BARCELONA — A crucial round of climate change talks are underway in Spain, with a singular message shared widely among United Nations delegates: get ready to deliver big in Copenhagen.
Just four weeks away, the Copenhagen Climate Change Conference—known officially as COP 15—is viewed by many as a decisive moment. Will the world's nations act together to reduce carbon emissions and mitigate climate change, or will international division produce inaction and halt the glacial pace of progress made thus far?
Observers see the Barcelona Climate Change Talks as the most accurate barometer for success in Copenhagen, and Connie Hedegaard, a Danish environmental minister and president of the COP 15, as the person most responsible for guiding an international consensus.
Asked after her opening remarks how a political declaration would actually help reduce carbon emissions, Hedegaard emphasized the need for any agreement to be specific and legally binding. For international law to be truly binding, however, it must meet the approval of world's most influential nations. On the matter of climate change, the United States is both indispensable and reluctant, representing the one nation that could make or break a global deal.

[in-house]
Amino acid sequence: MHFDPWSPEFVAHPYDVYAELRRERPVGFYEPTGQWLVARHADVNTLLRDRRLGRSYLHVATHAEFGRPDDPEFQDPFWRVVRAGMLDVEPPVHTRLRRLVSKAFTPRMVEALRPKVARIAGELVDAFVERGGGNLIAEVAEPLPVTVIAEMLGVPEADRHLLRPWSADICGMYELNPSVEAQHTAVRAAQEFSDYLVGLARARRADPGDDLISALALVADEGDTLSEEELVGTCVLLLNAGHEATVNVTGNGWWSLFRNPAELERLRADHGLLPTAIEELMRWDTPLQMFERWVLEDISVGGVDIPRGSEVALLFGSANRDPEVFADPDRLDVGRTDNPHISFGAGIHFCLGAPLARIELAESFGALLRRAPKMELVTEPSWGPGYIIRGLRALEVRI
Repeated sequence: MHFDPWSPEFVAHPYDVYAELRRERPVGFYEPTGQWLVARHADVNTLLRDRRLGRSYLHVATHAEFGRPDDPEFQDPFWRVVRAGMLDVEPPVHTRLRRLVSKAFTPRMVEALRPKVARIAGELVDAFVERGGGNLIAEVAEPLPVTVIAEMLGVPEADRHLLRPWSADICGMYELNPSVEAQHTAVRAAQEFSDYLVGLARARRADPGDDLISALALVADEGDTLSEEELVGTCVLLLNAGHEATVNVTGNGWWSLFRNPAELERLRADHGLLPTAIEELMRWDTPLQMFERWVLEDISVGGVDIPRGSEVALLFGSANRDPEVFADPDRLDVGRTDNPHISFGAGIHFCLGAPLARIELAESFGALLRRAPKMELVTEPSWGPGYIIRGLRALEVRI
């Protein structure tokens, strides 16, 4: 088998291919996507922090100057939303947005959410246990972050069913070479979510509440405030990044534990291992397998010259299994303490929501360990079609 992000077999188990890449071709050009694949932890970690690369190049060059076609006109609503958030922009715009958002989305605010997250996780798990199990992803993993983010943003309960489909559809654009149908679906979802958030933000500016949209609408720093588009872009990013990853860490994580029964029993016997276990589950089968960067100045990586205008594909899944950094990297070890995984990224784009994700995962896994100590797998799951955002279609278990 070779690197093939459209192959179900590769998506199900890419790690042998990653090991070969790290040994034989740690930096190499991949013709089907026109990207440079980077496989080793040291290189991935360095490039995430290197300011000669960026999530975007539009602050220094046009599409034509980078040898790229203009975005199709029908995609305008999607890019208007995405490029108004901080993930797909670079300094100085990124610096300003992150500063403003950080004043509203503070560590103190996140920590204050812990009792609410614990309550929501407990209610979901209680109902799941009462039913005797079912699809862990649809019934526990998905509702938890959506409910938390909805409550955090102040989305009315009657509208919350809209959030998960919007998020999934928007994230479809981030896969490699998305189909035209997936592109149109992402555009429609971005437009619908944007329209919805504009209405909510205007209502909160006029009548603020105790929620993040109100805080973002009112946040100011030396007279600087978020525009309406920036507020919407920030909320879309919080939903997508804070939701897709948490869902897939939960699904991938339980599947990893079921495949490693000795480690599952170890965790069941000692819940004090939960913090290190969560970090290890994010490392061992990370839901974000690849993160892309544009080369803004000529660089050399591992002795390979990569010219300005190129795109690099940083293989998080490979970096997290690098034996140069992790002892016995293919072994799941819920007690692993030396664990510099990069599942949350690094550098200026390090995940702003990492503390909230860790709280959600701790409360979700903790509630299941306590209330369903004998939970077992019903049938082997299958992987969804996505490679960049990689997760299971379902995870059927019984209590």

On the opening day of the Barcelona talks, Hedegaard took a conciliatory tone toward the US, which effectively killed the Kyoto Protocol when it refused to ratify the international climate change treaty in 1997. Critics of the decision say a decade of action on climate change was lost as a result.
Hedegaard emphasized, however, said she has not given up on the US.
“We have always been able to count on the US during world crises, whether in World War II or the Cold War, and I have not given up hope that the US will deliver binding targets on emissions,” she said.
At one moment, Hedegaard referred to President Barack Obama’s Nobel Peace Prize as evidence for America's renewed moral authority. "How can Obama win the Peace Prize and at the same time send an empty-handed delegation to Copenhagen?" she asked.
No matter President Obama's aspirations, however, a credible American voice regarding climate change depends equally on the Congress, where Senators John Kerry (D-MA) and Lindsey Graham (R-SC) are currently seeking support for a climate change bill.
Hedegaard also emphasized that by signing onto international climate change agreements, America is acting in its own interest, moving the direction of energy independence and a new clean energy industry.